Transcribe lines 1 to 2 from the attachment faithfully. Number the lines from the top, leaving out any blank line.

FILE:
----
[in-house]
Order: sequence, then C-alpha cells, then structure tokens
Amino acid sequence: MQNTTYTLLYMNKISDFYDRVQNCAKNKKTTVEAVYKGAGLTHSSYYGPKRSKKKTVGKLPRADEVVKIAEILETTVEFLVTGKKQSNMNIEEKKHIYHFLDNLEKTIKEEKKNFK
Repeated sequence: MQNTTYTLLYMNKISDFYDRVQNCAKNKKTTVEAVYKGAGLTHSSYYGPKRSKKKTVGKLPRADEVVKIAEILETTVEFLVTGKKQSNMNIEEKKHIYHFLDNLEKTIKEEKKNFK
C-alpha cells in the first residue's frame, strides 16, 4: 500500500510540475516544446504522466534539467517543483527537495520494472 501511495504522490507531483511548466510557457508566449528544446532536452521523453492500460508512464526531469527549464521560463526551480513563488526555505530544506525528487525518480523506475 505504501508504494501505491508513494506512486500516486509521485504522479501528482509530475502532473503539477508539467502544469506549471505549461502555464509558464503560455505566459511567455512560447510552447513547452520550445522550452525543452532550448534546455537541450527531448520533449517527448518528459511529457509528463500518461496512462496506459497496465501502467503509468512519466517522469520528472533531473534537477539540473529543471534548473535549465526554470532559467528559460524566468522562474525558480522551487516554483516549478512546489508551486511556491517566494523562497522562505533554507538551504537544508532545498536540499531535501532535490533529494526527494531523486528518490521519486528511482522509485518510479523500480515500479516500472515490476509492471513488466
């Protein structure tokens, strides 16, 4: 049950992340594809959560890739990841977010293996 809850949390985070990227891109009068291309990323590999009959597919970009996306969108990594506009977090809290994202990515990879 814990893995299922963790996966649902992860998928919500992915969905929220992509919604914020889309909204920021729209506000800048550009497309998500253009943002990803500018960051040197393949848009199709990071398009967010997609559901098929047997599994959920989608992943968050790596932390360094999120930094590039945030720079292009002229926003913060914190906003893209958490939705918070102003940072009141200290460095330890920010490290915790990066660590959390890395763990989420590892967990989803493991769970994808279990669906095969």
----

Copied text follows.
[in-house]
Order: sequence, then C-alpha cells, then structure tokens